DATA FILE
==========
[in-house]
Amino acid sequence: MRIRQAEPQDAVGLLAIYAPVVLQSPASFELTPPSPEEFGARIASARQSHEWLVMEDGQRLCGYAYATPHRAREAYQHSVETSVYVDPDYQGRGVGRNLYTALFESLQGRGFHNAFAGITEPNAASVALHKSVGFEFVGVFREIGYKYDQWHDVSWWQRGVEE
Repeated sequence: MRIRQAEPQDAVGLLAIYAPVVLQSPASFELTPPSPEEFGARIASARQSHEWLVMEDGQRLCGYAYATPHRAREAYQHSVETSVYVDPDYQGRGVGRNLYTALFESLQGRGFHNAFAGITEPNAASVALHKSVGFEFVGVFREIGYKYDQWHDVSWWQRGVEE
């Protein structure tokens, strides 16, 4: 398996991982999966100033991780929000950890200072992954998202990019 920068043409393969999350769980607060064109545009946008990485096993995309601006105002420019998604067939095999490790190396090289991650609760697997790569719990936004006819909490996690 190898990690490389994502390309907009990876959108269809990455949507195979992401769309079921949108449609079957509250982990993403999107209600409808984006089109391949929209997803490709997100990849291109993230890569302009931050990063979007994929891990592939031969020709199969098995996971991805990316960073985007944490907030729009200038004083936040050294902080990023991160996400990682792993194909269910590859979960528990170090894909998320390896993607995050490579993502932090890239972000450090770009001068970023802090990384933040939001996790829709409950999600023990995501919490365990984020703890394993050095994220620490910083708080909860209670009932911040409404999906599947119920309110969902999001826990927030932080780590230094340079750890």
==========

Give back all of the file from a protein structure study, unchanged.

[in-house]
Amino acid sequence: MRIRQAEPQDAVGLLAIYAPVVLQSPASFELTPPSPEEFGARIASARQSHEWLVMEDGQRLCGYAYATPHRAREAYQHSVETSVYVDPDYQGRGVGRNLYTALFESLQGRGFHNAFAGITEPNAASVALHKSVGFEFVGVFREIGYKYDQWHDVSWWQRGVEE
Repeated sequence: MRIRQAEPQDAVGLLAIYAPVVLQSPASFELTPPSPEEFGARIASARQSHEWLVMEDGQRLCGYAYATPHRAREAYQHSVETSVYVDPDYQGRGVGRNLYTALFESLQGRGFHNAFAGITEPNAASVALHKSVGFEFVGVFREIGYKYDQWHDVSWWQRGVEE
């Protein structure tokens, strides 16, 4: 398996991982999966100033991780929000950890200072992954998202990019 920068043409393969999350769980607060064109545009946008990485096993995309601006105002420019998604067939095999490790190396090289991650609760697997790569719990936004006819909490996690 190898990690490389994502390309907009990876959108269809990455949507195979992401769309079921949108449609079957509250982990993403999107209600409808984006089109391949929209997803490709997100990849291109993230890569302009931050990063979007994929891990592939031969020709199969098995996971991805990316960073985007944490907030729009200038004083936040050294902080990023991160996400990682792993194909269910590859979960528990170090894909998320390896993607995050490579993502932090890239972000450090770009001068970023802090990384933040939001996790829709409950999600023990995501919490365990984020703890394993050095994220620490910083708080909860209670009932911040409404999906599947119920309110969902999001826990927030932080780590230094340079750890």